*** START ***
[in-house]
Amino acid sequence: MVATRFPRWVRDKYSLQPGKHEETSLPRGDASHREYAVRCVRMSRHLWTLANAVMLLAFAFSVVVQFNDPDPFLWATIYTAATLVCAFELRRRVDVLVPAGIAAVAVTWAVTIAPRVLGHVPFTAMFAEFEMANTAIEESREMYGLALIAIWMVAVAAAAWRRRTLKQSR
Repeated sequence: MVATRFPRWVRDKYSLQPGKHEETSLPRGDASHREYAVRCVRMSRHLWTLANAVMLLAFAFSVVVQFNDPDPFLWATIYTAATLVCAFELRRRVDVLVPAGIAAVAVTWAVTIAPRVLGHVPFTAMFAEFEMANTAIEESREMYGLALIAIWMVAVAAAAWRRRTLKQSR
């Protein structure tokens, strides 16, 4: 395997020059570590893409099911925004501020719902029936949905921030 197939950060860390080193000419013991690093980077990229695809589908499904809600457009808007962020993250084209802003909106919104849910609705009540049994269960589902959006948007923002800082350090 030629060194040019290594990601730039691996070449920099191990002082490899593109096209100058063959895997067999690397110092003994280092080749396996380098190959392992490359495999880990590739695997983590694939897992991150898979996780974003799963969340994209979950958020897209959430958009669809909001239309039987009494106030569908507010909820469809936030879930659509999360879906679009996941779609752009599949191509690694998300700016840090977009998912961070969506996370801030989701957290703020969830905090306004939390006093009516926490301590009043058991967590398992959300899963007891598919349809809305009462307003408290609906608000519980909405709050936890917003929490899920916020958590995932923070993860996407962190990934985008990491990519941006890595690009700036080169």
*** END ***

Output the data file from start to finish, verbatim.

[in-house]
Amino acid sequence: MVATRFPRWVRDKYSLQPGKHEETSLPRGDASHREYAVRCVRMSRHLWTLANAVMLLAFAFSVVVQFNDPDPFLWATIYTAATLVCAFELRRRVDVLVPAGIAAVAVTWAVTIAPRVLGHVPFTAMFAEFEMANTAIEESREMYGLALIAIWMVAVAAAAWRRRTLKQSR
Repeated sequence: MVATRFPRWVRDKYSLQPGKHEETSLPRGDASHREYAVRCVRMSRHLWTLANAVMLLAFAFSVVVQFNDPDPFLWATIYTAATLVCAFELRRRVDVLVPAGIAAVAVTWAVTIAPRVLGHVPFTAMFAEFEMANTAIEESREMYGLALIAIWMVAVAAAAWRRRTLKQSR
């Protein structure tokens, strides 16, 4: 395997020059570590893409099911925004501020719902029936949905921030 197939950060860390080193000419013991690093980077990229695809589908499904809600457009808007962020993250084209802003909106919104849910609705009540049994269960589902959006948007923002800082350090 030629060194040019290594990601730039691996070449920099191990002082490899593109096209100058063959895997067999690397110092003994280092080749396996380098190959392992490359495999880990590739695997983590694939897992991150898979996780974003799963969340994209979950958020897209959430958009669809909001239309039987009494106030569908507010909820469809936030879930659509999360879906679009996941779609752009599949191509690694998300700016840090977009998912961070969506996370801030989701957290703020969830905090306004939390006093009516926490301590009043058991967590398992959300899963007891598919349809809305009462307003408290609906608000519980909405709050936890917003929490899920916020958590995932923070993860996407962190990934985008990491990519941006890595690009700036080169």